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Peace, economy pose challenges for Colombia's new president

BOGOTA (Reuters) - Colombian President-elect Ivan Duque has promised to unite a divided country behind his plans to toughen a peace accord with Marxist rebels and rekindle economic growth, but he will face major challenges when he takes office in August.

Presidential candidate Ivan Duque and his candidate for Vice President Marta Lucia Ramirez celebrate after he won the presidential election in Bogota, Colombia, June 17, 2018. REUTERS/Andres Stapff

The right-wing former senator comfortably won Sunday’s election with 54 percent of votes against leftist rival Gustavo Petro, who garnered 42 percent with his pledge to shake up Colombia’s economic model and tackle inequality.

Both the Colombian peso and local Treasury bonds fell on Monday due to external factors, analysts said, though in the medium term investment flows are expected to increase based on support for Duque’s business-friendly policies.

The peso was down 0.95 percent to 2,923.05 per dollar while the yield on local Treasury bonds, known as TES, coming due in July 2024 rose to 6.17 percent from 6.14 percent on Friday.

It was the first presidential election since a 2016 peace agreement with the Revolutionary Armed Forces of Colombia (FARC), which ended its part in a five-decade conflict that has killed more than 220,000 people and displaced millions.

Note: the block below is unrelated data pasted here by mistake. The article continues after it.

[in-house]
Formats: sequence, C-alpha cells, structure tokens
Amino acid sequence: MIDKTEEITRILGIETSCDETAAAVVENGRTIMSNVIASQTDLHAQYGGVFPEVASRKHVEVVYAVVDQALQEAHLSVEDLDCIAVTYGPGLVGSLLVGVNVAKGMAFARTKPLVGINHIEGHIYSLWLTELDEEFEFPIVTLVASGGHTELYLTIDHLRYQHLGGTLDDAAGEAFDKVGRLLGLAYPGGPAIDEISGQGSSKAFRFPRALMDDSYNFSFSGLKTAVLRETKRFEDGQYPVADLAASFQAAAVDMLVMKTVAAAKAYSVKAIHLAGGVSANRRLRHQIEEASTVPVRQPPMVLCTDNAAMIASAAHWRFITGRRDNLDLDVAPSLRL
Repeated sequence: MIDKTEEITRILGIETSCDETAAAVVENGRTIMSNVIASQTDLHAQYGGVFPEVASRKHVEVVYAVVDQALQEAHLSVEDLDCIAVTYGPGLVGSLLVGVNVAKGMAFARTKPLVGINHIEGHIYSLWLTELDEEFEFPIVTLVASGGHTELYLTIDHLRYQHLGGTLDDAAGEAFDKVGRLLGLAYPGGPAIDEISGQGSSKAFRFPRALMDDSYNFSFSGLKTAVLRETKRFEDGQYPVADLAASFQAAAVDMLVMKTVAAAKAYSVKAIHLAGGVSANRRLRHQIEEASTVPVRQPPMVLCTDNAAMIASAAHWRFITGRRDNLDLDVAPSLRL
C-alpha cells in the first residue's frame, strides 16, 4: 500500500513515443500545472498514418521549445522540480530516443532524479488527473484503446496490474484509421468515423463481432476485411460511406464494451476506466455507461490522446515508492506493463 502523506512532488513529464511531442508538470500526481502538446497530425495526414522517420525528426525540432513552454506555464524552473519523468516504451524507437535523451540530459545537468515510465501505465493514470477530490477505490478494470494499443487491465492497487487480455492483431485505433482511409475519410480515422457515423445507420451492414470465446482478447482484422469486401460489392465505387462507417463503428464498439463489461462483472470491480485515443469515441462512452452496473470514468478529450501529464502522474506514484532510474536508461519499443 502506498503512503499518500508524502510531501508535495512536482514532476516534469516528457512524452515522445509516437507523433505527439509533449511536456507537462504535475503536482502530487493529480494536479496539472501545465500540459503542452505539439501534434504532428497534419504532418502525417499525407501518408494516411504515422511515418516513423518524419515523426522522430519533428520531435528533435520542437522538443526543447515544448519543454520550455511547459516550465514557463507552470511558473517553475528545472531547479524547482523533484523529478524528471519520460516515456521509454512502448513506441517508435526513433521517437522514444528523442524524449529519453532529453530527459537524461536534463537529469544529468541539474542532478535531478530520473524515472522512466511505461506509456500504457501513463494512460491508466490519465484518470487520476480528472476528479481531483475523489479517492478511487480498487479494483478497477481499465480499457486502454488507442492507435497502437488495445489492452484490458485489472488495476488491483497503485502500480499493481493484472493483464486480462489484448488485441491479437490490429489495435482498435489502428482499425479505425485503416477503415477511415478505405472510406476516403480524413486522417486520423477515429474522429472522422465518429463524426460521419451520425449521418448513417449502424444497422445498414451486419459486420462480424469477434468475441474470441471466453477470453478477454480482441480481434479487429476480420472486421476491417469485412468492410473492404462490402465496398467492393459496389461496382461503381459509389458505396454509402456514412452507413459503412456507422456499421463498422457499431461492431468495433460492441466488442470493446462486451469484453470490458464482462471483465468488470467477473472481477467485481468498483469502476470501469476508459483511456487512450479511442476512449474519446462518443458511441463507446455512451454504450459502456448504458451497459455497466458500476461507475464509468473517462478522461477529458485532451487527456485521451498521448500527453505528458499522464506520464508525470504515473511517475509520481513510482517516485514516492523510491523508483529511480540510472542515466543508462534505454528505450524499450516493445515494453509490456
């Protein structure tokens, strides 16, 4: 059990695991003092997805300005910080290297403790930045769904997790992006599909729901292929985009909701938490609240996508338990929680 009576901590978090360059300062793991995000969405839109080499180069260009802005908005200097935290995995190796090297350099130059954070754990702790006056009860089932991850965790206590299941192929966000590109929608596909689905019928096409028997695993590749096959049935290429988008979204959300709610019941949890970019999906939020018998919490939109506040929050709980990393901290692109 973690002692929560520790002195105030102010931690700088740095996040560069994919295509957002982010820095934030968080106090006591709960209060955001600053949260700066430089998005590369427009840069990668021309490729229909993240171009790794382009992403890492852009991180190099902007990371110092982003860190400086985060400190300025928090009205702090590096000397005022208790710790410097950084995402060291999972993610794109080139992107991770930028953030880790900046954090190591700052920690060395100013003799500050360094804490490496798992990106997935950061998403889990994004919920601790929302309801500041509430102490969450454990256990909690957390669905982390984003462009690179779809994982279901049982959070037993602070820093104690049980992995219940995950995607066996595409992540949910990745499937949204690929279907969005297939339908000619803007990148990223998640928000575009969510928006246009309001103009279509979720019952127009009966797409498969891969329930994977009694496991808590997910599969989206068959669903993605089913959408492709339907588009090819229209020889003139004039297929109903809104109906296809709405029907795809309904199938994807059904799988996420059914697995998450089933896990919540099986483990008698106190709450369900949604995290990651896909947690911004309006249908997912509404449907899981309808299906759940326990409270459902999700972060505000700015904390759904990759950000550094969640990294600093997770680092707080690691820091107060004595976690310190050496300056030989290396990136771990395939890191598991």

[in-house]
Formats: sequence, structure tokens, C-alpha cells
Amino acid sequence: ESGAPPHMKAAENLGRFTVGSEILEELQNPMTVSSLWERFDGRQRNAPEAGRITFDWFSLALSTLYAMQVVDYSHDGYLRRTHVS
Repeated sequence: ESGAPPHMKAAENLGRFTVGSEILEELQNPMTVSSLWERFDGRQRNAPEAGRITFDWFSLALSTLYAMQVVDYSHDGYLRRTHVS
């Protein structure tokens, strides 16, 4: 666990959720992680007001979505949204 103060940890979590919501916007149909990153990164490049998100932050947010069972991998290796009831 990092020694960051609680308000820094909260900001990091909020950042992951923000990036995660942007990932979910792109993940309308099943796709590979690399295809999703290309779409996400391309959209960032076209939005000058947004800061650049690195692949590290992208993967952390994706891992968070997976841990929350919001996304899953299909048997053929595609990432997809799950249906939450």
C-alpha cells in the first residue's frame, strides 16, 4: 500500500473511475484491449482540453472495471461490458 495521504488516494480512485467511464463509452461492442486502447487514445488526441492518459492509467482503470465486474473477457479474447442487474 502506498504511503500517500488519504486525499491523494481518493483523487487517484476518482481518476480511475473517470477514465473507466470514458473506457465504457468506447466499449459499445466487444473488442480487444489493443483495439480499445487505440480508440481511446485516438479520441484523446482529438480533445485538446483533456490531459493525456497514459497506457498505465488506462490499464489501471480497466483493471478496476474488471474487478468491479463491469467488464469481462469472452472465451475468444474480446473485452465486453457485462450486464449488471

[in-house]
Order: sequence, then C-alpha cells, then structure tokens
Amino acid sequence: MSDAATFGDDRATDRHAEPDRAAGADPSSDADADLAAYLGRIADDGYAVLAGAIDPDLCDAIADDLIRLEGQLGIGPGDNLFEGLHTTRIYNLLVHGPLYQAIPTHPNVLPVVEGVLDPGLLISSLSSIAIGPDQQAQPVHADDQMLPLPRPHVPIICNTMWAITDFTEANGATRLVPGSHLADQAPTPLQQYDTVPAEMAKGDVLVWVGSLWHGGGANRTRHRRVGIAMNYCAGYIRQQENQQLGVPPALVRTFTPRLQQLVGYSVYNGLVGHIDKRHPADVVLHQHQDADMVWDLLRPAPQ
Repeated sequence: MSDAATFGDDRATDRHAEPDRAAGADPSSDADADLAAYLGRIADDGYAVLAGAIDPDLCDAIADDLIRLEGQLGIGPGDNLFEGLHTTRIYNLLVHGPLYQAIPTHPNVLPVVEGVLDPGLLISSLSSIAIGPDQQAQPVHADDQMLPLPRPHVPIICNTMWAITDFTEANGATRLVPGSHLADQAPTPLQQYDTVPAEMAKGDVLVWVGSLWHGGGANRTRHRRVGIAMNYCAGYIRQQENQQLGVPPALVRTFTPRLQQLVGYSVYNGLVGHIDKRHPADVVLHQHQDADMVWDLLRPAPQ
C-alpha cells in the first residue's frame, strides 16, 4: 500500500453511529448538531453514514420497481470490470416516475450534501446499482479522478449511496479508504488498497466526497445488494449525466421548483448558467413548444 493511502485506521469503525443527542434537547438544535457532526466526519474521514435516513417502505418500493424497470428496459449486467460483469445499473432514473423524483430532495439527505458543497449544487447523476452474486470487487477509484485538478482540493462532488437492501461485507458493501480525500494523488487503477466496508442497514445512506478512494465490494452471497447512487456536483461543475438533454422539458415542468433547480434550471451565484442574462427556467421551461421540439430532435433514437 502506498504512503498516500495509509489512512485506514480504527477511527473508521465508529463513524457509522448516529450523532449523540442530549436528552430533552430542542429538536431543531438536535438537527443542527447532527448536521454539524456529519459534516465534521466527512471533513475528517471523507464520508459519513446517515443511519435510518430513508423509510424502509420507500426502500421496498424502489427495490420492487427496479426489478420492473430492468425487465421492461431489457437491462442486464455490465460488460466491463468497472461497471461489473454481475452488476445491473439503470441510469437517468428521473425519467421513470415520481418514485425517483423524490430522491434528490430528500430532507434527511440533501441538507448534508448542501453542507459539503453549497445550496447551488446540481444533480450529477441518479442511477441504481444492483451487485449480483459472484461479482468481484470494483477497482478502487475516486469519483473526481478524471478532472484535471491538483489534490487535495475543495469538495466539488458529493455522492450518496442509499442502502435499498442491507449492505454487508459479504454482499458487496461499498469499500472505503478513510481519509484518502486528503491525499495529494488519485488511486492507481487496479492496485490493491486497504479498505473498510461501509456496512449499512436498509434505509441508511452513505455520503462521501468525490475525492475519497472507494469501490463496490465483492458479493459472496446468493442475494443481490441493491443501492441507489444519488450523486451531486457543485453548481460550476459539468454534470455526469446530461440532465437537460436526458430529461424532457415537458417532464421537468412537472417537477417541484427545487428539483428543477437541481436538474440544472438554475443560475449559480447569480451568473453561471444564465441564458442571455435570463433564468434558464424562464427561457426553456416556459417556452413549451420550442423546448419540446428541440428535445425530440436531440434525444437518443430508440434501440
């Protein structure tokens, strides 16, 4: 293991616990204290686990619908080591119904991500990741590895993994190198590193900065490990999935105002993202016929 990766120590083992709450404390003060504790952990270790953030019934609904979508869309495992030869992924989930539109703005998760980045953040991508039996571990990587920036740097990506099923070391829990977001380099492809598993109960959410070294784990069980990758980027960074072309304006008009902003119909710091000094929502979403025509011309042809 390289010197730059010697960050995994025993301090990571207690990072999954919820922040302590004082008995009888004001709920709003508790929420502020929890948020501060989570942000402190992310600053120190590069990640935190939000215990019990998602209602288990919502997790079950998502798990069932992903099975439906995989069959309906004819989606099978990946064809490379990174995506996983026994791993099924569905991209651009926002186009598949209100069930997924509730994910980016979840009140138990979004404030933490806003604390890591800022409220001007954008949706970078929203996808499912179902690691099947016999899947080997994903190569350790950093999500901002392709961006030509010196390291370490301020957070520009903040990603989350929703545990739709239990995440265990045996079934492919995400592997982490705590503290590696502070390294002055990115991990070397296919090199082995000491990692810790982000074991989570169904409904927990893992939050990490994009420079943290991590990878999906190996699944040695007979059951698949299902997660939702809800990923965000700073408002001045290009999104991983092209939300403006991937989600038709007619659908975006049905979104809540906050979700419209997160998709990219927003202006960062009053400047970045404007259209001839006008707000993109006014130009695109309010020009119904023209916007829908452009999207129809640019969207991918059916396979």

Duque, 41, pledged in his victory speech to unite the polarized Andean country and tackle corruption, improve security and increase educational opportunities.

“Peace is something all Colombians yearn for, and peace means that we turn the page on the fissures that have divided us,” Duque told cheering crowds at his celebration party on Sunday night in Bogota as confetti rained down.

Duque, a protégé of hard-line former President Alvaro Uribe, first grabbed attention railing from Congress against the peace deal, which he believes is too easy on former rebel leaders.

Striking a conciliatory tone on Sunday, he promised to guarantee justice for victims and the reintegration of rank-and-file rebels into Colombian society.

His aim of revamping the agreement to impose tougher punishment on FARC leaders for war crimes will face considerable opposition from the Constitutional Court and Congress, where most parties favour implementing the existing accord. The FARC has invited Duque to discuss the accord.

“He is going to have a harder time passing reforms to the peace agreement than he would have his supporters believe,” said Sergio Guzman, Colombia lead analyst for consultancy Control Risks, singling out the Constitutional Court, which has already ruled that the deal cannot be changed. The nine-judge court is responsible for deciding whether laws passed by Congress are in line with the constitution.

Duque needs to include politicians from centrist parties in his cabinet if he wants to unite the country, Guzman said. He is likely to reveal the names of some ministers this week.